Quit smoking: 10 tips
It’s never too late to quit smoking and there are many benefits to be gained no matter what age you are when you give up. Here are some quick tips to help you kick the nicotine habit.
Tip 1: Write down all the reasons that have made you decide to quit smoking, and carry them with you in case you need reminding! People’s motivations differ but some good examples are to improve your health, to save money and because you are pregnant or wanting to become pregnant.
Tip 2: Quitting is different for everyone, so find an approach that will work for you. This may be either the cold turkey approach (stopping suddenly and totally) or a more gradual reduction in the number of cigarettes you smoke each day.
Tip 3: Nicotine replacement therapy, such as nicotine patches, chewing gum or inhalers, could be a good idea for those who smoke heavily or who feel they may need the extra help. Some products are available on the PBS. There are also oral prescription medicines, such as varenicline (brand name Champix) and bupropion (brand names Prexaton and Zyban) that can help you quit by reducing withdrawal symptoms and the urge to smoke. Talk to your doctor about what would be best for you.
Tip 4: Set a date to quit — and stick to it. Make it sooner rather than later. If you are quitting by yourself, it is recommended that you stop smoking completely on your quit date.
Tip 5: Get as much support as you can from family, friends and work colleagues. Let them know you are planning to quit smoking, and ask smokers not to smoke around you or offer you cigarettes. Quitting with a friend can also be an excellent idea — you can share your feelings and encourage each other.
Tip 6: Plan ahead for situations in which you are likely to be tempted to smoke, such as parties, drinking or going out for coffee. Try to avoid these situations in the early stages of your quitting programme, or try sitting in the non-smoking section at restaurants, drinking your coffee standing up or with the other hand, or keeping something in your hand when you’re talking on the phone. If you drink a lot of coffee, you may also want to cut down on your coffee intake as you will retain more caffeine when there is no nicotine in your system. Feeling jittery will not help your plan to quit. It may also be best to avoid alcohol as many people find it hard to resist smoking when they drink.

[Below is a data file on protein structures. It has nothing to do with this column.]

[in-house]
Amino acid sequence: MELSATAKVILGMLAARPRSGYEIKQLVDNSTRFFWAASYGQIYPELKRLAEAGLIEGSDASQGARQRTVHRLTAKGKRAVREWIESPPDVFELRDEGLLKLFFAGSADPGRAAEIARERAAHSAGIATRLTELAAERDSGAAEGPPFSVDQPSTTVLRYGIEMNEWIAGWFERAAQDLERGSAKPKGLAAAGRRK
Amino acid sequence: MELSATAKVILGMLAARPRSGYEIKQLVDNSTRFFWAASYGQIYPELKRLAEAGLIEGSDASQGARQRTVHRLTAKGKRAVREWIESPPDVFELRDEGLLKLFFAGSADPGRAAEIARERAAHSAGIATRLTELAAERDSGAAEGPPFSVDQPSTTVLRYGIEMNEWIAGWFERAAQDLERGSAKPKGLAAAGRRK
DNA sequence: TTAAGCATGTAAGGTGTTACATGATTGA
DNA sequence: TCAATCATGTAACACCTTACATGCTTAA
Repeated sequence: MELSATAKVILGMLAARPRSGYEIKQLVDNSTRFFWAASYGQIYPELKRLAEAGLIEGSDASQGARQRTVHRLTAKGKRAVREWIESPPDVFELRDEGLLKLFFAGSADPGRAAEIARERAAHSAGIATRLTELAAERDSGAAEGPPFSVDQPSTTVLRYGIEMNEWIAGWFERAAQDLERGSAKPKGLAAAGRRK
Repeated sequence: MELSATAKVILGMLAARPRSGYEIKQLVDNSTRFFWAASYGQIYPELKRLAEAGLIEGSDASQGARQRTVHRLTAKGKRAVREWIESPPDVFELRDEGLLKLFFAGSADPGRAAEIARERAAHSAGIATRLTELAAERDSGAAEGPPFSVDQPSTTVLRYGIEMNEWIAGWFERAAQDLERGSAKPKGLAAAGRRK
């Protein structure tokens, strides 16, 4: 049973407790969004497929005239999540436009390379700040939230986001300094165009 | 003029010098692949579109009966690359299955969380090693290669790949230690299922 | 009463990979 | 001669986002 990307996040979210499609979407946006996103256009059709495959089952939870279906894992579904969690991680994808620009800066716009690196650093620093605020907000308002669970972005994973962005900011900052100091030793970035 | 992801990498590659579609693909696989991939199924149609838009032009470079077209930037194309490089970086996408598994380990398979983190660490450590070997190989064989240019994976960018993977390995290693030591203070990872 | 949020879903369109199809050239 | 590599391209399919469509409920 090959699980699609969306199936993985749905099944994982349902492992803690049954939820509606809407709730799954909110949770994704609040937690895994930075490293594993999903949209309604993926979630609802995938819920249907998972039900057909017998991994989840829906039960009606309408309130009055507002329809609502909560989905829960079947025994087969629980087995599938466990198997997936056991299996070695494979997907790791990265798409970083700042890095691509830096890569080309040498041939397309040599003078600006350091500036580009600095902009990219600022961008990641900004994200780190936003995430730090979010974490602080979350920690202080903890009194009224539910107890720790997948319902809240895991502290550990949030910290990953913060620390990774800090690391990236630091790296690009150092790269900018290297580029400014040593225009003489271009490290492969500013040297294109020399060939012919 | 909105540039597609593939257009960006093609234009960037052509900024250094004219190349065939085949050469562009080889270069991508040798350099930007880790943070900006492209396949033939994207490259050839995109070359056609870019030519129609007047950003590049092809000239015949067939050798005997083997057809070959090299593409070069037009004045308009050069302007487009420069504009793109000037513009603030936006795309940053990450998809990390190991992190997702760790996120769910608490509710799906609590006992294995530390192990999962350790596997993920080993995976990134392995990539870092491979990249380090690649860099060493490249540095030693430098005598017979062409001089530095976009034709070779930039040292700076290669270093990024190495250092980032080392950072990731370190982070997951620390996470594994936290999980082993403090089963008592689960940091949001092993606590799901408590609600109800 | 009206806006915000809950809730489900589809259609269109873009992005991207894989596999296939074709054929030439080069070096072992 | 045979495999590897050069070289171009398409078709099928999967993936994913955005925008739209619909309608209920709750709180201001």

Tip 7: Throw out all cigarettes, ashtrays and lighters and anything else that might remind you of smoking. Wash your clothes and clean your car to remove the smell of smoke.
If smoking was your way of taking a break or you used cigarettes as rewards for yourself, find alternatives for these activities (e.g. go for a short walk, buy a magazine or have a cup of tea instead of a cigarette).
Tip 8: Keep the following 4 Ds in mind when you have a craving.
- Delay: remember that the worst cravings last for only a few minutes and will become even less frequent the longer you have quit.
- Deep breathe: this should help you relax and focus your mind on something else.
- Drink water: it is a good idea to drink plenty of fluids to help flush the nicotine and other toxins out of your system.
- Do something else: you could go for a walk, to the movies or visit a supportive friend. Try eating an apple or cleaning your teeth when you would normally have a cigarette. You could hold something else, such as a pen or beads, to replace the need to hold a cigarette, or chew some gum or eat or drink a healthy snack to have something other than a cigarette in your mouth.
Tip 9: If you find you are losing motivation to quit, remind yourself of the many medical and financial benefits of quitting! For example, did you know that 12 months after quitting, your risk of heart disease is reduced to nearly half that of a smoker’s? Remember the results of the myDr smoking cost calculator to help keep you motivated.
Tip 10: Telephone Quitline on 13 78 48 for more advice and assistance to quit smoking.
Last Reviewed: 08/04/2015
1. Mayo Clinic. Nicotine dependence. Last updated Jun 2013. http://www.mayoclinic.org/diseases-conditions/nicotine-dependence/basics/definition/con-20014452 (accessed Mar 2015).
2. Australian Government. Quit. http://www.quit.org.au/ (accessed Mar 2015).
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